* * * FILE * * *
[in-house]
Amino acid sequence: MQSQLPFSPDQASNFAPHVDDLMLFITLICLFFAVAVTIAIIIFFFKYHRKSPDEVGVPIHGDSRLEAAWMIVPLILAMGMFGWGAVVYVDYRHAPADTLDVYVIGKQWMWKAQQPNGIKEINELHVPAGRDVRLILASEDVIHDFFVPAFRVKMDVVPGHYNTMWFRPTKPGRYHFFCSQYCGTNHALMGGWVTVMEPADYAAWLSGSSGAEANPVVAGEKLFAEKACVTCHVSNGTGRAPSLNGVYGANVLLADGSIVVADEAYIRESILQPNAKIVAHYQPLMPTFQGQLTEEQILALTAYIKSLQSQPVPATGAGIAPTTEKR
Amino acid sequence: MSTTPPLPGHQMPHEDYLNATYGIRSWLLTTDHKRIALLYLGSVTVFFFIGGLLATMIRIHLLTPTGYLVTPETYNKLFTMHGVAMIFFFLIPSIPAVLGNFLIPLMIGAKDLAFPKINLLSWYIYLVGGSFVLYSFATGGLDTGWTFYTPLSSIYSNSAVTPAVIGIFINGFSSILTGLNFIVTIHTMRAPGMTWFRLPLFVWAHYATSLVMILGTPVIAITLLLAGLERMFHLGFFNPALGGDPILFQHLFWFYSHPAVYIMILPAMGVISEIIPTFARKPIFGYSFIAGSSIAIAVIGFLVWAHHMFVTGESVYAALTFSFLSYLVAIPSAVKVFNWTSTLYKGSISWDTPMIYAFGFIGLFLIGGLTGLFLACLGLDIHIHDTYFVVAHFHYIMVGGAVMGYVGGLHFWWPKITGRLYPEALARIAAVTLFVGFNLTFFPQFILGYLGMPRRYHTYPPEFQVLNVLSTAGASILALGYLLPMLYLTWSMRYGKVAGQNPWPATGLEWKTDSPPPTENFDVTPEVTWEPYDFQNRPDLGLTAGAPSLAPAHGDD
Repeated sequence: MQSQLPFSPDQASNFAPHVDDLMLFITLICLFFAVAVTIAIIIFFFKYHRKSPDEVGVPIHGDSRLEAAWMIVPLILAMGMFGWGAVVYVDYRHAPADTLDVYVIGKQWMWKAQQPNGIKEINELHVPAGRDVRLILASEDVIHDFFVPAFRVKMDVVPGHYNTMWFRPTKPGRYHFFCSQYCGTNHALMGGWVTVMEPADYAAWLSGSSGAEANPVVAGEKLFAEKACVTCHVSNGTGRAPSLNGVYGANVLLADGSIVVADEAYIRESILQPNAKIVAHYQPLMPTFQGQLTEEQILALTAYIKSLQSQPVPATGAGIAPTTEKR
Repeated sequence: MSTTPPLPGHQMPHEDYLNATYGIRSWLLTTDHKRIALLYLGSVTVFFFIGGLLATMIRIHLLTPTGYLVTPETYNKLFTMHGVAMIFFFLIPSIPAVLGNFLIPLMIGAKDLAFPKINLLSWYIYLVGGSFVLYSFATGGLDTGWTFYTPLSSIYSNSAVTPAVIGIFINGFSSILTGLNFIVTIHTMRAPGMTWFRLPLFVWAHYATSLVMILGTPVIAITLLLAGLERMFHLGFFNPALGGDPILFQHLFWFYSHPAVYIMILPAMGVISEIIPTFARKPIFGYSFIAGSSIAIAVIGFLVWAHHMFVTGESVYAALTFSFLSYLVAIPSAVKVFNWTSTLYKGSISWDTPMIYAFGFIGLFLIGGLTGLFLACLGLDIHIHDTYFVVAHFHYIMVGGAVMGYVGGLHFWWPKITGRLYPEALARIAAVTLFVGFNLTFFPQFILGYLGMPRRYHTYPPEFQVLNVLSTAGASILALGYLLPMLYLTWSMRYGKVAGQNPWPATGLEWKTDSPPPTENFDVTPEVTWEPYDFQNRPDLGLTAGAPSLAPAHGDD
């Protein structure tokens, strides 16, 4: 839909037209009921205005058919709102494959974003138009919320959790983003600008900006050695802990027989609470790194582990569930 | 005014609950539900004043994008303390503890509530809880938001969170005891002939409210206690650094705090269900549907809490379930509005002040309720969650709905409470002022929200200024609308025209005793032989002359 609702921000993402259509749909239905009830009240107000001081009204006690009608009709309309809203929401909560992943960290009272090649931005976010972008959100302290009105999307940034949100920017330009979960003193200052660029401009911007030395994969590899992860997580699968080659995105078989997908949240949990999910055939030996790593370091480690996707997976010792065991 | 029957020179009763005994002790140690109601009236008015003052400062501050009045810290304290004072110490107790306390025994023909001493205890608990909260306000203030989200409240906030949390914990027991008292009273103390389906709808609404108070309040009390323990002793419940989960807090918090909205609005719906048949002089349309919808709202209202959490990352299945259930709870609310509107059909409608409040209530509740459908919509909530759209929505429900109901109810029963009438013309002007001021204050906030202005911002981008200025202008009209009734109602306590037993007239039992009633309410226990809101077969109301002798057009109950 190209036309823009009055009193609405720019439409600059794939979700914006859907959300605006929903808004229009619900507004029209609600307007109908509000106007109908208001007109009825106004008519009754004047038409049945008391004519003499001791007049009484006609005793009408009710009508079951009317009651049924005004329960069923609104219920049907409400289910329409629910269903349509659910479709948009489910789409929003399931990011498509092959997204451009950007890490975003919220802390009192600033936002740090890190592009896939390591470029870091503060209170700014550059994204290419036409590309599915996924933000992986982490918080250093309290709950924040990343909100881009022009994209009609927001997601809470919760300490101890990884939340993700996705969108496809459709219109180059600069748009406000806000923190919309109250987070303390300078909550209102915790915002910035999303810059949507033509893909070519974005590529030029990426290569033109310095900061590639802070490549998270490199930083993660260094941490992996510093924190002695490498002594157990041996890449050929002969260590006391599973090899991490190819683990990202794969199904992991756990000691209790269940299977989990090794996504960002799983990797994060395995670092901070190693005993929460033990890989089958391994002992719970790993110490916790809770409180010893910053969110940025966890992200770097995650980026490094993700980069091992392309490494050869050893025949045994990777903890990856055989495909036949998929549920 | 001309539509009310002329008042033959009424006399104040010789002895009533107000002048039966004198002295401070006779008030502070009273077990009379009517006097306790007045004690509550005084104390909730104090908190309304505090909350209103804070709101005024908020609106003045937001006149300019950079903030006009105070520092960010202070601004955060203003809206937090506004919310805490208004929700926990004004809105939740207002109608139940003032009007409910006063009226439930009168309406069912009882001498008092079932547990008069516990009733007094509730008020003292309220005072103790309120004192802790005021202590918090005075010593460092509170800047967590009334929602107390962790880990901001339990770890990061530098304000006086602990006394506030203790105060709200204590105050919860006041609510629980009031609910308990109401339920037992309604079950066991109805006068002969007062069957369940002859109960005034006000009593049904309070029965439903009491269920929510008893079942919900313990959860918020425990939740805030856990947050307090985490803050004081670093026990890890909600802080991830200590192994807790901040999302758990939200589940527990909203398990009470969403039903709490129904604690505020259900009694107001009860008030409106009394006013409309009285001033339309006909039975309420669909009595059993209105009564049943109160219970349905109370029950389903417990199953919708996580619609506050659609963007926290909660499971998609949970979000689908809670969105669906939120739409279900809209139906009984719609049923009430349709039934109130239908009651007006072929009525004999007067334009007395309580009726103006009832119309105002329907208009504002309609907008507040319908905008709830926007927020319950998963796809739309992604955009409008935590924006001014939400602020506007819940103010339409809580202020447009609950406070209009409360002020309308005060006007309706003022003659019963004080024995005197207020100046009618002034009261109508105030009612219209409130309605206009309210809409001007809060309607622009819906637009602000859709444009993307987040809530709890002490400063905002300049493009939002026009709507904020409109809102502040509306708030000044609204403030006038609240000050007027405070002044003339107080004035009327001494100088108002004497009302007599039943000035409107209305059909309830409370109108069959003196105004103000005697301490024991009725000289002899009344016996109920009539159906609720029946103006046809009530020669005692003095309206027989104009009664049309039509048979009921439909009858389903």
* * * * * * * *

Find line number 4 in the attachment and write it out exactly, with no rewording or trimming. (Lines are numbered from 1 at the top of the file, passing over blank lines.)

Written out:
Repeated sequence: MQSQLPFSPDQASNFAPHVDDLMLFITLICLFFAVAVTIAIIIFFFKYHRKSPDEVGVPIHGDSRLEAAWMIVPLILAMGMFGWGAVVYVDYRHAPADTLDVYVIGKQWMWKAQQPNGIKEINELHVPAGRDVRLILASEDVIHDFFVPAFRVKMDVVPGHYNTMWFRPTKPGRYHFFCSQYCGTNHALMGGWVTVMEPADYAAWLSGSSGAEANPVVAGEKLFAEKACVTCHVSNGTGRAPSLNGVYGANVLLADGSIVVADEAYIRESILQPNAKIVAHYQPLMPTFQGQLTEEQILALTAYIKSLQSQPVPATGAGIAPTTEKR